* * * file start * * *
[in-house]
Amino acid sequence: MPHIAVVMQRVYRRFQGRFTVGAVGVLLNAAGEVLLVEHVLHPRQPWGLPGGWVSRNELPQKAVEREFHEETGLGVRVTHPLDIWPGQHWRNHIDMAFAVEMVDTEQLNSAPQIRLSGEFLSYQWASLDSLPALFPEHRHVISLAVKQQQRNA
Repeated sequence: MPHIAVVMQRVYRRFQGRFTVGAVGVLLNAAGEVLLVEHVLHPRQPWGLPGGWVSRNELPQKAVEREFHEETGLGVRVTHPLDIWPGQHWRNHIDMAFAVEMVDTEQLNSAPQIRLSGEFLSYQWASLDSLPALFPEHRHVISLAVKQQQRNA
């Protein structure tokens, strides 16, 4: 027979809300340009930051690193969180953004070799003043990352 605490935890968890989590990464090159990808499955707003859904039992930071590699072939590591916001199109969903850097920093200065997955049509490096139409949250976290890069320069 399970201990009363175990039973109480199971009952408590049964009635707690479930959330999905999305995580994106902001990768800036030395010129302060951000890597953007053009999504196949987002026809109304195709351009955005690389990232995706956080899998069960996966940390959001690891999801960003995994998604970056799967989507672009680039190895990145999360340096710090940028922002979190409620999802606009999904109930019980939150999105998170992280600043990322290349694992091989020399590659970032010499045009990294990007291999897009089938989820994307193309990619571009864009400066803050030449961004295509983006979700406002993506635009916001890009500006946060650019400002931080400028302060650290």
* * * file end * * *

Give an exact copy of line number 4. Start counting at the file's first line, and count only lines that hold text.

């Protein structure tokens, strides 16, 4: 027979809300340009930051690193969180953004070799003043990352 605490935890968890989590990464090159990808499955707003859904039992930071590699072939590591916001199109969903850097920093200065997955049509490096139409949250976290890069320069 399970201990009363175990039973109480199971009952408590049964009635707690479930959330999905999305995580994106902001990768800036030395010129302060951000890597953007053009999504196949987002026809109304195709351009955005690389990232995706956080899998069960996966940390959001690891999801960003995994998604970056799967989507672009680039190895990145999360340096710090940028922002979190409620999802606009999904109930019980939150999105998170992280600043990322290349694992091989020399590659970032010499045009990294990007291999897009089938989820994307193309990619571009864009400066803050030449961004295509983006979700406002993506635009916001890009500006946060650019400002931080400028302060650290």